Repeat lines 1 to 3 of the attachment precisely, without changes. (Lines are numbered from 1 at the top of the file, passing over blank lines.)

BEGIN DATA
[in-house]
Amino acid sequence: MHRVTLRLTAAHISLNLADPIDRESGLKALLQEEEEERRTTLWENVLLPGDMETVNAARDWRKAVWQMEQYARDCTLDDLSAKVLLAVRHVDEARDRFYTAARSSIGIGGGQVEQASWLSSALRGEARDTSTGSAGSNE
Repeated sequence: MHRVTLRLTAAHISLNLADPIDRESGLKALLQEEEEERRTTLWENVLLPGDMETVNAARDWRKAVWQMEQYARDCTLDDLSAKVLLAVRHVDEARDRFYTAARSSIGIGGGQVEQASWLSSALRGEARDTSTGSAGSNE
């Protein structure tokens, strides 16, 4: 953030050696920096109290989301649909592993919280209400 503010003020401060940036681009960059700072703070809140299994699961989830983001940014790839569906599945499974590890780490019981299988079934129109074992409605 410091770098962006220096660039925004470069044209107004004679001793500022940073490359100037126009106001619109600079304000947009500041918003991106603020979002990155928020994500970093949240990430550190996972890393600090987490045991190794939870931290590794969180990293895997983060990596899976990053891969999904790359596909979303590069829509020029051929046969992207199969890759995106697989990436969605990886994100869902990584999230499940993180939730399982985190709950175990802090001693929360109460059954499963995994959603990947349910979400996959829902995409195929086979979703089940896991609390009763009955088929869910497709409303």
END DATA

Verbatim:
[in-house]
Amino acid sequence: MHRVTLRLTAAHISLNLADPIDRESGLKALLQEEEEERRTTLWENVLLPGDMETVNAARDWRKAVWQMEQYARDCTLDDLSAKVLLAVRHVDEARDRFYTAARSSIGIGGGQVEQASWLSSALRGEARDTSTGSAGSNE
Repeated sequence: MHRVTLRLTAAHISLNLADPIDRESGLKALLQEEEEERRTTLWENVLLPGDMETVNAARDWRKAVWQMEQYARDCTLDDLSAKVLLAVRHVDEARDRFYTAARSSIGIGGGQVEQASWLSSALRGEARDTSTGSAGSNE